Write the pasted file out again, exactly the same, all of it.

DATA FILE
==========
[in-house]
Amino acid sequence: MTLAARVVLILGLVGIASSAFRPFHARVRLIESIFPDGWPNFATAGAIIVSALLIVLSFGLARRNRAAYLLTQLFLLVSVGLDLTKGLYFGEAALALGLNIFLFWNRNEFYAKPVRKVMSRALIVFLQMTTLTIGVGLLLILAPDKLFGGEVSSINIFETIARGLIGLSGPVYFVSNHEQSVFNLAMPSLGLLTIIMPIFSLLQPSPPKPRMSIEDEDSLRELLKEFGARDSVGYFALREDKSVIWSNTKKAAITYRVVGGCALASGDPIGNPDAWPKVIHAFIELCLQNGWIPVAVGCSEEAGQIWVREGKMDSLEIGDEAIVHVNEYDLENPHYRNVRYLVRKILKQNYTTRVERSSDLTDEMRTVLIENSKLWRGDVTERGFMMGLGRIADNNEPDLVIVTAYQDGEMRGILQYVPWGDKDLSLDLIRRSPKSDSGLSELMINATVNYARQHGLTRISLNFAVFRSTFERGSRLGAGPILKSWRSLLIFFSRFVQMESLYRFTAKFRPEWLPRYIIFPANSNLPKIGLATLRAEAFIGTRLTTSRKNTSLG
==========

[in-house]
Amino acid sequence: MTLAARVVLILGLVGIASSAFRPFHARVRLIESIFPDGWPNFATAGAIIVSALLIVLSFGLARRNRAAYLLTQLFLLVSVGLDLTKGLYFGEAALALGLNIFLFWNRNEFYAKPVRKVMSRALIVFLQMTTLTIGVGLLLILAPDKLFGGEVSSINIFETIARGLIGLSGPVYFVSNHEQSVFNLAMPSLGLLTIIMPIFSLLQPSPPKPRMSIEDEDSLRELLKEFGARDSVGYFALREDKSVIWSNTKKAAITYRVVGGCALASGDPIGNPDAWPKVIHAFIELCLQNGWIPVAVGCSEEAGQIWVREGKMDSLEIGDEAIVHVNEYDLENPHYRNVRYLVRKILKQNYTTRVERSSDLTDEMRTVLIENSKLWRGDVTERGFMMGLGRIADNNEPDLVIVTAYQDGEMRGILQYVPWGDKDLSLDLIRRSPKSDSGLSELMINATVNYARQHGLTRISLNFAVFRSTFERGSRLGAGPILKSWRSLLIFFSRFVQMESLYRFTAKFRPEWLPRYIIFPANSNLPKIGLATLRAEAFIGTRLTTSRKNTSLG